Hedge funds, nervous about the fading magic of the markets, are moving into cash, the perfect investment for retiring school teachers.
The reasons that fund managers give, according to The Wall Street Journal, is "the risk of sudden cash demands has risen, as banks require extra collateral against loans and more investors pull their money out of hedge funds."
That would be the safe play, but is it the smart one? Putting capital into cash, which might earn 3% a year, undermines getting the 20% per annum results that make hedge funds attractive to investors who don’t mind the risk. At least they claim they don’t. Institutions understand, or say they do, that they risk losing part of their equity in a fund if it has to liquidate due to poor returns.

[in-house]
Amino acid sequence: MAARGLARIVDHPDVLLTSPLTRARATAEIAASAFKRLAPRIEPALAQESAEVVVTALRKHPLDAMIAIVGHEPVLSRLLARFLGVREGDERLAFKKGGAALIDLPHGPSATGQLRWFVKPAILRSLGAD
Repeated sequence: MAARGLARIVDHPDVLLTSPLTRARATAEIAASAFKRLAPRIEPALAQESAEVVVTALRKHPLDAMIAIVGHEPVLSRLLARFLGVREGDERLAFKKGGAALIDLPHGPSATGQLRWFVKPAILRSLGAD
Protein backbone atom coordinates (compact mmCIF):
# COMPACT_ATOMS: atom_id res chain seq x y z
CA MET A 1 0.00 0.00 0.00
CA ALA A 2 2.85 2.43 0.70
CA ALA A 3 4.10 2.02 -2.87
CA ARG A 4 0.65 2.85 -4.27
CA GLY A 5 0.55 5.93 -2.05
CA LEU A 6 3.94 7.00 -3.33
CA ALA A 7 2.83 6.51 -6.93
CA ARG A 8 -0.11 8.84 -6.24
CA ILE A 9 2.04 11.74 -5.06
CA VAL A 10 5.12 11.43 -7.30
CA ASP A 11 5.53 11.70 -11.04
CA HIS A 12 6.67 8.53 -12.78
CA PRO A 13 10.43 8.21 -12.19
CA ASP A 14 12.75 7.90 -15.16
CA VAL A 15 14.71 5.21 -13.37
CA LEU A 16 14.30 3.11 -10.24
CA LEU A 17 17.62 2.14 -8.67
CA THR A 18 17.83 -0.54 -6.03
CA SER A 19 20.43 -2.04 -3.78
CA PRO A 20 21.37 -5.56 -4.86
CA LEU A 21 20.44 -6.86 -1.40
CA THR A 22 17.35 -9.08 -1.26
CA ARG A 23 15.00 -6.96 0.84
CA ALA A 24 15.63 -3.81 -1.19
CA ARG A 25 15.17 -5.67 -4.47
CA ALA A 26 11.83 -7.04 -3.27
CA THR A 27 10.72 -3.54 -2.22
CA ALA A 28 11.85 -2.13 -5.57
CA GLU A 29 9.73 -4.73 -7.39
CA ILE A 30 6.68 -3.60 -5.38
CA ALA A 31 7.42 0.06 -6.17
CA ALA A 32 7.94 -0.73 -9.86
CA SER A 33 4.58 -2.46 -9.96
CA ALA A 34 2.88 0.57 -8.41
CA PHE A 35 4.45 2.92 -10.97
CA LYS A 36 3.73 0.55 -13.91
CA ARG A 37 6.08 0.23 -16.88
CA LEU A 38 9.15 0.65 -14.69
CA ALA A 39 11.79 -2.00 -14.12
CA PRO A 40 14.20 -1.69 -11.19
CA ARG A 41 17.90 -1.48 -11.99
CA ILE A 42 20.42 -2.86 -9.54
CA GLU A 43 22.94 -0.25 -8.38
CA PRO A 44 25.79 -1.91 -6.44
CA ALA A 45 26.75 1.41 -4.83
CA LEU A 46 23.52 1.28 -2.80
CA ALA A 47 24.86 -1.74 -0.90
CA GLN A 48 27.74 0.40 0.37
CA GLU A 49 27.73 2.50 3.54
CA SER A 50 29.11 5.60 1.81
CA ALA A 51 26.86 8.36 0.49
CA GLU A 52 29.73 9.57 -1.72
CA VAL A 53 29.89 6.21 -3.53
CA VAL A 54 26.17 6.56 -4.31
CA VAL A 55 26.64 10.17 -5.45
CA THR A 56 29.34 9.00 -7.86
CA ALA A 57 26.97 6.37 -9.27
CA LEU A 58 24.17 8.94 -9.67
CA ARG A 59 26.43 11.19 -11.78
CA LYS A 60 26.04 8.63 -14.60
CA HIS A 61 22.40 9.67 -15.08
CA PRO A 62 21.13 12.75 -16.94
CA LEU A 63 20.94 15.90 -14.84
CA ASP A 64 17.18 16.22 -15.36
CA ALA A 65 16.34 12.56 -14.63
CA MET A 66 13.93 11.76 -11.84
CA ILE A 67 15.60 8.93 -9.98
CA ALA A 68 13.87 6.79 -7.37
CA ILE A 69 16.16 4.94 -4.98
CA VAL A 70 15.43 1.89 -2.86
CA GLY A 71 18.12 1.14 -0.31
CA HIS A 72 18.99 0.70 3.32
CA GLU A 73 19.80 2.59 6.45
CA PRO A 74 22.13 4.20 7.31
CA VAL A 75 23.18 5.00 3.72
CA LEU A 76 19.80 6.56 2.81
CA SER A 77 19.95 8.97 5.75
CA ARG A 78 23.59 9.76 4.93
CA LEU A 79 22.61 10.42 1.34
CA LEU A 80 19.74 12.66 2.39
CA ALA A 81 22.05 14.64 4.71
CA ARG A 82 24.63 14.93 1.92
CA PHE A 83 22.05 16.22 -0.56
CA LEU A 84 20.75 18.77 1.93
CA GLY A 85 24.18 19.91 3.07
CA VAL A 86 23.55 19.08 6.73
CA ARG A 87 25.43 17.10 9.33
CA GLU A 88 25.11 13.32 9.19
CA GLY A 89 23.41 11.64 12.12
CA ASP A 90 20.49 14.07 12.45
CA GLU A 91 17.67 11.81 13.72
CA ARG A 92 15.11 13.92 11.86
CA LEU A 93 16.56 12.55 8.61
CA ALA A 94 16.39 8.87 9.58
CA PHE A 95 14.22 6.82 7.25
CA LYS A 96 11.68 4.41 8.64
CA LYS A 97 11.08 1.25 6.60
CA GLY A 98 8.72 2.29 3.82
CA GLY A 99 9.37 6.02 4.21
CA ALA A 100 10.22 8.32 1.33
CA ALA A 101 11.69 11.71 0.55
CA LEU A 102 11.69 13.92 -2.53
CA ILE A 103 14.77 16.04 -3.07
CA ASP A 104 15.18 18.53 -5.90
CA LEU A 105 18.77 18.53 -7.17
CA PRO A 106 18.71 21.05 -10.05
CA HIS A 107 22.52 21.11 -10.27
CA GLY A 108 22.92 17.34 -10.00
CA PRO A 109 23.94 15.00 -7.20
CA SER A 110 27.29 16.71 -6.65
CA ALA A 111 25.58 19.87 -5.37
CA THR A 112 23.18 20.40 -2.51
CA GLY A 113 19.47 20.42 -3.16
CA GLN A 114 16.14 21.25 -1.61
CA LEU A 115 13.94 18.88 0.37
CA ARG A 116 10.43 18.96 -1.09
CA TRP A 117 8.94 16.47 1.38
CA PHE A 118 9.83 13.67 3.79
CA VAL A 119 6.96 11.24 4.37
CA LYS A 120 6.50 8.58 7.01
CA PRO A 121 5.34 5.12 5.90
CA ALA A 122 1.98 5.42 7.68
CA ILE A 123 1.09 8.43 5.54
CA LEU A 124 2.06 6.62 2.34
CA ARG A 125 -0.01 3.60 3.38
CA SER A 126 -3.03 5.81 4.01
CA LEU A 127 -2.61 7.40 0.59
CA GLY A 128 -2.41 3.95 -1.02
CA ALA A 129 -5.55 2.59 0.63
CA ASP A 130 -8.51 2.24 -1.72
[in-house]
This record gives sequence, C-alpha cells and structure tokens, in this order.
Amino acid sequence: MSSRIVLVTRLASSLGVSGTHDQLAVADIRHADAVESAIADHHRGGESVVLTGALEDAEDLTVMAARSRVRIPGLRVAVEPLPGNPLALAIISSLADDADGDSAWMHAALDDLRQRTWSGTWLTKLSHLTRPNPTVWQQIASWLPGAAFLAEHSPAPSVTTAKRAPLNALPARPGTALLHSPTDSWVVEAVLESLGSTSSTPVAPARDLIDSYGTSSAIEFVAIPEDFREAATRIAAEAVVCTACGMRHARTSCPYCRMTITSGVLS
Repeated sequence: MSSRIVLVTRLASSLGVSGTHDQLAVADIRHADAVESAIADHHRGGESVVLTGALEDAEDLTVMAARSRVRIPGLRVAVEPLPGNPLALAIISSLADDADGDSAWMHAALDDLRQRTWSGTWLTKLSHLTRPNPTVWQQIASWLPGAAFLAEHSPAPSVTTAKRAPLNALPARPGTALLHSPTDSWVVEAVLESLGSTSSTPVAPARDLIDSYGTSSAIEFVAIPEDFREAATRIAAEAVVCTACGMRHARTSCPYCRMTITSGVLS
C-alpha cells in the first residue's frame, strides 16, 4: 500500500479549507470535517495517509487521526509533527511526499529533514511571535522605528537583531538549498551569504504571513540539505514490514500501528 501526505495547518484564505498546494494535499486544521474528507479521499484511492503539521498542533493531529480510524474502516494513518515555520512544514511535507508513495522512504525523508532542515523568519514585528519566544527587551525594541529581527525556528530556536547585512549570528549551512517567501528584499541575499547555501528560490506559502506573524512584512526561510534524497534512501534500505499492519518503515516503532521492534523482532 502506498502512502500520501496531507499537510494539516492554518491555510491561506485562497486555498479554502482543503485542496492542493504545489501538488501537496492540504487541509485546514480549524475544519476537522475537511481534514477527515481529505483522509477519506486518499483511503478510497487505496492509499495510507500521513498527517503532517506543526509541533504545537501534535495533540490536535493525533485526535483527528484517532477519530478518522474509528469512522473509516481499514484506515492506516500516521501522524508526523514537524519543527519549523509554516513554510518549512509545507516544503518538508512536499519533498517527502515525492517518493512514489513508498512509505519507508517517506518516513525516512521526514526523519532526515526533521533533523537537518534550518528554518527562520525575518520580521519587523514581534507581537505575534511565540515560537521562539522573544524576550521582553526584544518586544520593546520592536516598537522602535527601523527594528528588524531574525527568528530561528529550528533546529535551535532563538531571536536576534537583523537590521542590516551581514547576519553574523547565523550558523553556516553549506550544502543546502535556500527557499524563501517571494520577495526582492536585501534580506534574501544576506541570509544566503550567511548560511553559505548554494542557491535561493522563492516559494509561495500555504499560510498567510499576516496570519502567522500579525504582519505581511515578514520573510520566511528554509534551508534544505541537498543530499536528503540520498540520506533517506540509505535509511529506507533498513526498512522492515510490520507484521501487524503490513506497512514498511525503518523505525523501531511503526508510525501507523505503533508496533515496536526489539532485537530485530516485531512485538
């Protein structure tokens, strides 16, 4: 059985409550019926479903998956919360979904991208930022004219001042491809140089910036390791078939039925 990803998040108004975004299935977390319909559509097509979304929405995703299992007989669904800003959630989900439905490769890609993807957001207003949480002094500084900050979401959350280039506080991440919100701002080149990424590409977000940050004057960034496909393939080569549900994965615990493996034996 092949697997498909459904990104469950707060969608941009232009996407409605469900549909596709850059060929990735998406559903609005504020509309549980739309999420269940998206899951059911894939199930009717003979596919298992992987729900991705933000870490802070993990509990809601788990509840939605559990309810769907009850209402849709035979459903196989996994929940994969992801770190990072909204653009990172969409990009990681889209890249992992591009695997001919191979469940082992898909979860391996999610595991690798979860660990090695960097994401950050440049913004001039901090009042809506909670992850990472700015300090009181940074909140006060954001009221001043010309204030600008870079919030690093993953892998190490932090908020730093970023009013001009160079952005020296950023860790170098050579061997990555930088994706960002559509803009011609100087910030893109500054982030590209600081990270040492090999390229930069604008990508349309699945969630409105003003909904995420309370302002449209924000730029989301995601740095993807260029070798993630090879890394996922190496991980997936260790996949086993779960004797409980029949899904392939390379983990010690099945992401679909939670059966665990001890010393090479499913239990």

The hedge fund business has become famous for paying its top managers hundreds of millions of dollars for making their investors billions of dollars. They do this by taking horrible risks, high-wire men without nets. Hedge funds are still a small part of the total invested capital in the market because many investors have no taste for nerve-racking behavior.
Putting money into cash takes away part of the critical advantage of hedge funds. Safety, but its nature, cuts into the chance that they can out-perform the market.
Leave cash investments for money market funds.
Douglas A. McIntyre